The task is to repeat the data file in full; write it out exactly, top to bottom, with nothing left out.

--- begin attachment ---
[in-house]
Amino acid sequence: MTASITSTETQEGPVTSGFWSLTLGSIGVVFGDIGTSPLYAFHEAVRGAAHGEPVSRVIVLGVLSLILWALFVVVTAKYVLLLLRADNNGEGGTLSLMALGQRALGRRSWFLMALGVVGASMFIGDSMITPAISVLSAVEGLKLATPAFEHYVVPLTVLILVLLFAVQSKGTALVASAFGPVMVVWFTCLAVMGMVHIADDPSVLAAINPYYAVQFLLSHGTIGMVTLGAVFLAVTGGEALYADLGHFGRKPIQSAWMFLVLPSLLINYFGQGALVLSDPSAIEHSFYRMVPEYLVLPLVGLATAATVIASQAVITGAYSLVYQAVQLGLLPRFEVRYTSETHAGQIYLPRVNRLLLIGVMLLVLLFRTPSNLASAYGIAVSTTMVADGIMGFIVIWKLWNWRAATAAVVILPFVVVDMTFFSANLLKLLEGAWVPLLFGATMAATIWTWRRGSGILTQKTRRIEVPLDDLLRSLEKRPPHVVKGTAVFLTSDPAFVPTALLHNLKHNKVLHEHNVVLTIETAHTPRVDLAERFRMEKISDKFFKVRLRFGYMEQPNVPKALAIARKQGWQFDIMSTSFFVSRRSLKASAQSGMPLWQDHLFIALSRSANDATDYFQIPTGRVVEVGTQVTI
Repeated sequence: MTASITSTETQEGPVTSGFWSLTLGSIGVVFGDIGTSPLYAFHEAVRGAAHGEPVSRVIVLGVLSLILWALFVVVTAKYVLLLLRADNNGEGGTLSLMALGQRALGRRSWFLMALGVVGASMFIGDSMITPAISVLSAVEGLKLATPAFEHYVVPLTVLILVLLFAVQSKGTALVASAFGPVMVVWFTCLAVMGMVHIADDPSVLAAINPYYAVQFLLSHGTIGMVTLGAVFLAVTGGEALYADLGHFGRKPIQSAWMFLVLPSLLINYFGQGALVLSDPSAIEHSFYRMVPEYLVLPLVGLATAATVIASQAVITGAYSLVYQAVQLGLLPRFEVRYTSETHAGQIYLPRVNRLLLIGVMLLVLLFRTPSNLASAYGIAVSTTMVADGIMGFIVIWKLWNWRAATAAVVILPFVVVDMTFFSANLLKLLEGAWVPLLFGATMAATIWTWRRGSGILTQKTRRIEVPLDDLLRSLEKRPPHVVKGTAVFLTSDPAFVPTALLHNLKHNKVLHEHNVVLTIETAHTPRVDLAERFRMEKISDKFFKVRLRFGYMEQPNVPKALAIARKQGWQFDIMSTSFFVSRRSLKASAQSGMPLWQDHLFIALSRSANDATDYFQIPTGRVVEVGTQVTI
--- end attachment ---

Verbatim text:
[in-house]
Amino acid sequence: MTASITSTETQEGPVTSGFWSLTLGSIGVVFGDIGTSPLYAFHEAVRGAAHGEPVSRVIVLGVLSLILWALFVVVTAKYVLLLLRADNNGEGGTLSLMALGQRALGRRSWFLMALGVVGASMFIGDSMITPAISVLSAVEGLKLATPAFEHYVVPLTVLILVLLFAVQSKGTALVASAFGPVMVVWFTCLAVMGMVHIADDPSVLAAINPYYAVQFLLSHGTIGMVTLGAVFLAVTGGEALYADLGHFGRKPIQSAWMFLVLPSLLINYFGQGALVLSDPSAIEHSFYRMVPEYLVLPLVGLATAATVIASQAVITGAYSLVYQAVQLGLLPRFEVRYTSETHAGQIYLPRVNRLLLIGVMLLVLLFRTPSNLASAYGIAVSTTMVADGIMGFIVIWKLWNWRAATAAVVILPFVVVDMTFFSANLLKLLEGAWVPLLFGATMAATIWTWRRGSGILTQKTRRIEVPLDDLLRSLEKRPPHVVKGTAVFLTSDPAFVPTALLHNLKHNKVLHEHNVVLTIETAHTPRVDLAERFRMEKISDKFFKVRLRFGYMEQPNVPKALAIARKQGWQFDIMSTSFFVSRRSLKASAQSGMPLWQDHLFIALSRSANDATDYFQIPTGRVVEVGTQVTI
Repeated sequence: MTASITSTETQEGPVTSGFWSLTLGSIGVVFGDIGTSPLYAFHEAVRGAAHGEPVSRVIVLGVLSLILWALFVVVTAKYVLLLLRADNNGEGGTLSLMALGQRALGRRSWFLMALGVVGASMFIGDSMITPAISVLSAVEGLKLATPAFEHYVVPLTVLILVLLFAVQSKGTALVASAFGPVMVVWFTCLAVMGMVHIADDPSVLAAINPYYAVQFLLSHGTIGMVTLGAVFLAVTGGEALYADLGHFGRKPIQSAWMFLVLPSLLINYFGQGALVLSDPSAIEHSFYRMVPEYLVLPLVGLATAATVIASQAVITGAYSLVYQAVQLGLLPRFEVRYTSETHAGQIYLPRVNRLLLIGVMLLVLLFRTPSNLASAYGIAVSTTMVADGIMGFIVIWKLWNWRAATAAVVILPFVVVDMTFFSANLLKLLEGAWVPLLFGATMAATIWTWRRGSGILTQKTRRIEVPLDDLLRSLEKRPPHVVKGTAVFLTSDPAFVPTALLHNLKHNKVLHEHNVVLTIETAHTPRVDLAERFRMEKISDKFFKVRLRFGYMEQPNVPKALAIARKQGWQFDIMSTSFFVSRRSLKASAQSGMPLWQDHLFIALSRSANDATDYFQIPTGRVVEVGTQVTI